How To Recognize A Heart Attack One Month Before It Happens

 

Heart conditions are a real issue in America. High volumes of morbid obesity and unhealthy habits run rampant. The American diet plays a huge role in heart health issues, as does our love for tobacco products and often lazy mindsets.

Every year, about 720,000 Americans suffer a heart attack. This constitutes for a total of one in four deaths in the United States. That equates to roughly 5 deaths per minute!

While most heart conditions are linked to unhealthy or careless lifestyles, heart attacks can strike without a moment’s notice.
Last year, my father began experiencing a multitude of heart related problems that were set in motion by a severe heart attack. This came as a huge shock to everyone, because my dad is essentially a model of good health for a middle-aged man. He maintains a healthy diet and weight, exercises very regularly, and stays properly hydrated.

However, in spite of all of this, a heart attack still happened.

My father has seen a plethora of problems following the unexpected cardiac health issues. Subsequent medications stacked up, ER visits have become regular occurrences, and spells of dizziness and unconscious streaks all started to feel eerily normal. A pacemaker was put into my father’s chest once multiple heart attacks surfaced. Through the unexpected twists and turns associated with all of this, I’ve learned a lot about heart health.

Prevention is hands down the best medicine for a healthy heart, but it’s important to first understand the early warning signs of a potential heart attack.

Fatigue/Weakness

Feeling weak and a devoid of energy can say a lot about your heart health. When your arteries become more narrow, the amount of blood flow to your heart decreases. This can leave you feeling weak and may be a sign of future heart attacks, or poor circulation. If this is starting to feel like an everyday occurrence, do not ignore these symptoms.

Cold Sweats/Dizziness

Experiencing excessive dizziness and clamminess is also a trigger warning. This is commonly associated with sub par blood flow. When my father first started experiencing heart health issues, he was feeling noticeably dizzy all the time. Before his first attack, my father passed out at work for seemingly no reason at all. This raised a red flag, and the heart attack happened the same day.

Flu-Like Symptoms

Symptoms of the flu include pain in the joints and muscles, sore throat, nasal cavity congestion or discomfort, shortness of breath, severe headaches, and all around body aches and pains. A lot of people who experience a heart attack notice these symptoms during this timeframe.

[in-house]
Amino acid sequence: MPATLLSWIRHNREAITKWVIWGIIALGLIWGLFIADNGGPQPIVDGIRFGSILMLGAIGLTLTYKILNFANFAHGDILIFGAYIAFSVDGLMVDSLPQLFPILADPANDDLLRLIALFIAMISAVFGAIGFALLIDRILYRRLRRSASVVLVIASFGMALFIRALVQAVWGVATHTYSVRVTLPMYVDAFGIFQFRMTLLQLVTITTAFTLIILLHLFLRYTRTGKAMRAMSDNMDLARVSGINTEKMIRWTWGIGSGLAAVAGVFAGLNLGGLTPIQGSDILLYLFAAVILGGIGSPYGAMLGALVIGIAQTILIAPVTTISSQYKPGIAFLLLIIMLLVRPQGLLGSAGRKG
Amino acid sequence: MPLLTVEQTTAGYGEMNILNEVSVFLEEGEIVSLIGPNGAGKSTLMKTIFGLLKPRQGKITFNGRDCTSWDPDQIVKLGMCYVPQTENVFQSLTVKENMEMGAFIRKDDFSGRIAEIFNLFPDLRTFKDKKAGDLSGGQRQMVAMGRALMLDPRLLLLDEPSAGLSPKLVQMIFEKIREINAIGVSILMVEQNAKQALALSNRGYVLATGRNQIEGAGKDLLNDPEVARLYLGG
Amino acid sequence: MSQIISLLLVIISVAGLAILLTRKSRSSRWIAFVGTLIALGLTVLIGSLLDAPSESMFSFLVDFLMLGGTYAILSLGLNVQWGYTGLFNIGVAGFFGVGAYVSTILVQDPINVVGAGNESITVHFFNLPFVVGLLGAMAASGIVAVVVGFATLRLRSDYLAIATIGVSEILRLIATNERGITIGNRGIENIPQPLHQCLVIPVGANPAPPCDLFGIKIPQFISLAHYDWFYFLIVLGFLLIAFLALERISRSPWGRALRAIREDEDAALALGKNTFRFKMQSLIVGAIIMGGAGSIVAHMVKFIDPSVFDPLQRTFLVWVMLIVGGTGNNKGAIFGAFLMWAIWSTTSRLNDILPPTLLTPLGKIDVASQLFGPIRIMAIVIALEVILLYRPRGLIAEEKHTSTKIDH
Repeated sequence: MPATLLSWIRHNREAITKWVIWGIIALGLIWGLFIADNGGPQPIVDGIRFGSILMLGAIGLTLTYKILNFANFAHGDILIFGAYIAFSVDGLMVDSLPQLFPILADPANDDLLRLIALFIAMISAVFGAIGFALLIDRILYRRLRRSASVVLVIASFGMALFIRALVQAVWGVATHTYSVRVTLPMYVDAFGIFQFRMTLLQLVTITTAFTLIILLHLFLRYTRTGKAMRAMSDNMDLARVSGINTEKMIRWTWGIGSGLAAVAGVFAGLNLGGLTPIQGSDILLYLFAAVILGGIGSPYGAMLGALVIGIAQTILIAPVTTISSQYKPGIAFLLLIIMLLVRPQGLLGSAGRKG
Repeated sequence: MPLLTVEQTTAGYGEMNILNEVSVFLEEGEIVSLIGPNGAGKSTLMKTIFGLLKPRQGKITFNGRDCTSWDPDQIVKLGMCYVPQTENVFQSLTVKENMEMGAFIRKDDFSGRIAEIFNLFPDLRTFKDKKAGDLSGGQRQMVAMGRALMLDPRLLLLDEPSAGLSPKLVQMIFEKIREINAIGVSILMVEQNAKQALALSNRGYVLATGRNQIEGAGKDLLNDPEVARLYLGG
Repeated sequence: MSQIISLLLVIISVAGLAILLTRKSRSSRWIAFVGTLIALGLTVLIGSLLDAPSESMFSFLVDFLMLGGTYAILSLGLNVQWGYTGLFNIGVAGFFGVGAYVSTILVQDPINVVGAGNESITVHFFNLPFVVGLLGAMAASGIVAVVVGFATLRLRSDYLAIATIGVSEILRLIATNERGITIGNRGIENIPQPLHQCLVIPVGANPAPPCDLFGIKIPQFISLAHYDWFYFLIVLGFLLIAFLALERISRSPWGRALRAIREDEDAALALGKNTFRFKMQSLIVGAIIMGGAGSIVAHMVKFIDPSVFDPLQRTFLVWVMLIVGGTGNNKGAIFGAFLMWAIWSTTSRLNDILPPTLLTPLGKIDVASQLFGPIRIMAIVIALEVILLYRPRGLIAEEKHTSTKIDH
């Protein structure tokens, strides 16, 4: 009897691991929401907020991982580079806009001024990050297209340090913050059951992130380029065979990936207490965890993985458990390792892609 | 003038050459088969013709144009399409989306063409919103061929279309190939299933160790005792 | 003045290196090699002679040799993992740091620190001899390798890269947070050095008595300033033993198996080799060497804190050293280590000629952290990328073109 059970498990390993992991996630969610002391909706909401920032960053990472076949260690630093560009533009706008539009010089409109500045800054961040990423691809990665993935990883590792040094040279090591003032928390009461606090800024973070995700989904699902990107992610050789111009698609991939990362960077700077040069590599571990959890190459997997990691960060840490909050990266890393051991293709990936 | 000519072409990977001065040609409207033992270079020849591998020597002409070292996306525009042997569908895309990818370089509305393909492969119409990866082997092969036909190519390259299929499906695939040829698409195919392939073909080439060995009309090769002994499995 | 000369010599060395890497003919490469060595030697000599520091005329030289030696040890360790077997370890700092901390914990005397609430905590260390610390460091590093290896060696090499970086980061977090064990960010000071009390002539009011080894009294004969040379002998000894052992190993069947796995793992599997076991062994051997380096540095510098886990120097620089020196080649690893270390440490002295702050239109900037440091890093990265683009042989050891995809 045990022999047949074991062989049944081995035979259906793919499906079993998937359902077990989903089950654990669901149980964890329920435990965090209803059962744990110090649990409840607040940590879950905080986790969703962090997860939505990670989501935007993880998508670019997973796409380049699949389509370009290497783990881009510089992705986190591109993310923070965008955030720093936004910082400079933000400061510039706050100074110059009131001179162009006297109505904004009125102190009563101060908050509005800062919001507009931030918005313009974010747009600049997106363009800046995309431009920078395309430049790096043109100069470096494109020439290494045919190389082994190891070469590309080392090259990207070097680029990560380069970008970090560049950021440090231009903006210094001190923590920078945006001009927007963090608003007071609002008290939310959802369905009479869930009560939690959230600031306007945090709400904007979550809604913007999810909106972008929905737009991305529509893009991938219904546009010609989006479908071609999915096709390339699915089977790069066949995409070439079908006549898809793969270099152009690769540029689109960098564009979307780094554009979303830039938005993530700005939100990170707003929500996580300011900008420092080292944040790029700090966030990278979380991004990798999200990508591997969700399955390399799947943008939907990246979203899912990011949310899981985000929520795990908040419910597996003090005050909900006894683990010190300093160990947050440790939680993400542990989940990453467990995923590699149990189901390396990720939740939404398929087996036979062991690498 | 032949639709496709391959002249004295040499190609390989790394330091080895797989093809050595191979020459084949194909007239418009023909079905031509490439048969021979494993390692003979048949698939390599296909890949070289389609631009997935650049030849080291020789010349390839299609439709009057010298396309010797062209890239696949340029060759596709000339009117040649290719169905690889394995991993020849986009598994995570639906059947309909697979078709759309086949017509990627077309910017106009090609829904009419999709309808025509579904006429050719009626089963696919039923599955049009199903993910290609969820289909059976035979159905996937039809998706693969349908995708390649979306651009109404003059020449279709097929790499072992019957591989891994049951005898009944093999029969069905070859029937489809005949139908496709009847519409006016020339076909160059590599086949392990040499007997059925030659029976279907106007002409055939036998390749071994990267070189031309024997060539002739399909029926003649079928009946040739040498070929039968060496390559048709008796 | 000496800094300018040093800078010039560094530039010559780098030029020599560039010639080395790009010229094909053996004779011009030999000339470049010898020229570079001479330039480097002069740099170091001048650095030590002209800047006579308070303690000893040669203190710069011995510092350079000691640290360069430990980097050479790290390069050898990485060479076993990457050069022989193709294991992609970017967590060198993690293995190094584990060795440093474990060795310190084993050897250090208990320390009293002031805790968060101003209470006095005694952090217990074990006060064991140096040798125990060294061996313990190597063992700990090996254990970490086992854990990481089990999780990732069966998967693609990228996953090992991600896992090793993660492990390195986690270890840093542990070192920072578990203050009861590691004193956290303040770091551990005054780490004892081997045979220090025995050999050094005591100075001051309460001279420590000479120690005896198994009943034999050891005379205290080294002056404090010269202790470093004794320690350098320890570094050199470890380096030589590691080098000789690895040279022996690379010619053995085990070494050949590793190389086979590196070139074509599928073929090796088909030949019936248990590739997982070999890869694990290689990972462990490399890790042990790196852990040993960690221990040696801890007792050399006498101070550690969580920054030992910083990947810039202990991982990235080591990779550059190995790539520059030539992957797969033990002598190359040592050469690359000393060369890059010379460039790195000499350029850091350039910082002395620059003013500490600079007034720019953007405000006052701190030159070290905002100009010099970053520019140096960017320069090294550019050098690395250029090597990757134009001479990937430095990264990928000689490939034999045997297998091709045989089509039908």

Chest Pressure

This one is very blunt and straight forward. One of the most tell all symptoms of a heart attack is chest pain. Whether it’s moderate to severe pressure, or even a noticeable minor pain, do not overlook this detail. This is the most common predecessor to a heart attack, and generally means something is about to happen in regards to your heart health.

For a more in depth look at these symptoms, check out a similar post by The Spirit Science.

The Differences Between Men and Women’s Symptoms

Although all of these symptoms can be present as early warning signs for either gender, there are some additional early warning signs present for women specifically.

For women, the pain attributed to the early stages of heart issues can often feel similar to indigestion. This is very dangerous because it is commonly overlooked. Pain in between the should blades can be an early tell as well. Additionally chest pain may be slightly more mild, but more persistent.

Below are a few ways to combat heart attacks if you or a loved one ever experiences heart problems.

Medications

Taking prescribed heart medications will obviously help with heart issues. But it’s crucially important to make sure that any current medications are properly accounted for before you start new heart medications. In the case of my father, this was surprisingly overlooked. His medications stacked on themselves and had some very poor side effects. Avoid this at all costs by triple checking with your doctor.

Lifestyle Factors/Bad Habits

Poor diet and a lack of exercise showcase typical American bad habits. Processed foods, sugar and television addictions, and drive-thru mentalities just scratch the surface. The good news is that anyone can break the mold of these poor lifestyle choices. Try riding your bike to work, and eating foods that are actually beneficial to your heart health. Heart healthy exercises will become your best friend.
If these symptoms are prevalent in your life, it’s definitely recommended that you see a doctor as soon as possible. Don’t let health insurance or costs associated with medical care sway you away from getting checked out. Even if you aren’t in the midst of a heart condition, it’s much better to be safe than sorry.

Featured photo credit: https://www.flickr.com/photos/sheishine/ via flickr.com

Set a goal for yourself

“Without good health, it’s hard to enjoy life. So I’m going to keep myself and my loved ones always healthy.”

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